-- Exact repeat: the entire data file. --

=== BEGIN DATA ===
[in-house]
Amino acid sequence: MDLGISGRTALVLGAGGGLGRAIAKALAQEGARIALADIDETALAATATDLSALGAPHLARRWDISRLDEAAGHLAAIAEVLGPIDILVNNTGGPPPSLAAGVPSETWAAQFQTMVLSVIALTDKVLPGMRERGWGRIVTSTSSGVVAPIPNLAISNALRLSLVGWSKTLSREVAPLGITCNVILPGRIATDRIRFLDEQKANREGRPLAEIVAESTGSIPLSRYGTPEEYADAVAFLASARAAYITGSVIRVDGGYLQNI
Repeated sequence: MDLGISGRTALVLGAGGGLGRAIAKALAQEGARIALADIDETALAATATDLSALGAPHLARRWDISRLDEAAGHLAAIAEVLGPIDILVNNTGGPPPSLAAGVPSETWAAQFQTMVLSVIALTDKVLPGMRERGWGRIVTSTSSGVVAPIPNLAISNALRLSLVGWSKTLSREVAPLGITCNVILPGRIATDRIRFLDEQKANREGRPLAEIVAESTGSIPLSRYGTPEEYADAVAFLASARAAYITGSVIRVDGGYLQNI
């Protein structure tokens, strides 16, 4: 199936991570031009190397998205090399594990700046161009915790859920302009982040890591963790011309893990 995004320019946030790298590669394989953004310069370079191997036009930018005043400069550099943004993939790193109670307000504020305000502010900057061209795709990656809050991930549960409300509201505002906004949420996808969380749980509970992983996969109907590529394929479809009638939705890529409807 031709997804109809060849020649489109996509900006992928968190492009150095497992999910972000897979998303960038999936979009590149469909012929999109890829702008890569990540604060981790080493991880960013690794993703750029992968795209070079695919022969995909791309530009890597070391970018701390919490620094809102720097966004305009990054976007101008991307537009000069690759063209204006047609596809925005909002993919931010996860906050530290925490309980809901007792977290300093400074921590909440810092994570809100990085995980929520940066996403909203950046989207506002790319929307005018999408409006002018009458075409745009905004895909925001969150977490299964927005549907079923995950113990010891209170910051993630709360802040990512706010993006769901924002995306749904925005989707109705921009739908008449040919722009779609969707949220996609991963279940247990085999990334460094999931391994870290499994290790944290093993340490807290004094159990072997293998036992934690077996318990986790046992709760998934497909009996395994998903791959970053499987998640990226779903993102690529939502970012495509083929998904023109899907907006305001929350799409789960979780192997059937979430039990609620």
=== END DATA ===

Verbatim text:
[in-house]
Amino acid sequence: MDLGISGRTALVLGAGGGLGRAIAKALAQEGARIALADIDETALAATATDLSALGAPHLARRWDISRLDEAAGHLAAIAEVLGPIDILVNNTGGPPPSLAAGVPSETWAAQFQTMVLSVIALTDKVLPGMRERGWGRIVTSTSSGVVAPIPNLAISNALRLSLVGWSKTLSREVAPLGITCNVILPGRIATDRIRFLDEQKANREGRPLAEIVAESTGSIPLSRYGTPEEYADAVAFLASARAAYITGSVIRVDGGYLQNI
Repeated sequence: MDLGISGRTALVLGAGGGLGRAIAKALAQEGARIALADIDETALAATATDLSALGAPHLARRWDISRLDEAAGHLAAIAEVLGPIDILVNNTGGPPPSLAAGVPSETWAAQFQTMVLSVIALTDKVLPGMRERGWGRIVTSTSSGVVAPIPNLAISNALRLSLVGWSKTLSREVAPLGITCNVILPGRIATDRIRFLDEQKANREGRPLAEIVAESTGSIPLSRYGTPEEYADAVAFLASARAAYITGSVIRVDGGYLQNI
């Protein structure tokens, strides 16, 4: 199936991570031009190397998205090399594990700046161009915790859920302009982040890591963790011309893990 995004320019946030790298590669394989953004310069370079191997036009930018005043400069550099943004993939790193109670307000504020305000502010900057061209795709990656809050991930549960409300509201505002906004949420996808969380749980509970992983996969109907590529394929479809009638939705890529409807 031709997804109809060849020649489109996509900006992928968190492009150095497992999910972000897979998303960038999936979009590149469909012929999109890829702008890569990540604060981790080493991880960013690794993703750029992968795209070079695919022969995909791309530009890597070391970018701390919490620094809102720097966004305009990054976007101008991307537009000069690759063209204006047609596809925005909002993919931010996860906050530290925490309980809901007792977290300093400074921590909440810092994570809100990085995980929520940066996403909203950046989207506002790319929307005018999408409006002018009458075409745009905004895909925001969150977490299964927005549907079923995950113990010891209170910051993630709360802040990512706010993006769901924002995306749904925005989707109705921009739908008449040919722009779609969707949220996609991963279940247990085999990334460094999931391994870290499994290790944290093993340490807290004094159990072997293998036992934690077996318990986790046992709760998934497909009996395994998903791959970053499987998640990226779903993102690529939502970012495509083929998904023109899907907006305001929350799409789960979780192997059937979430039990609620």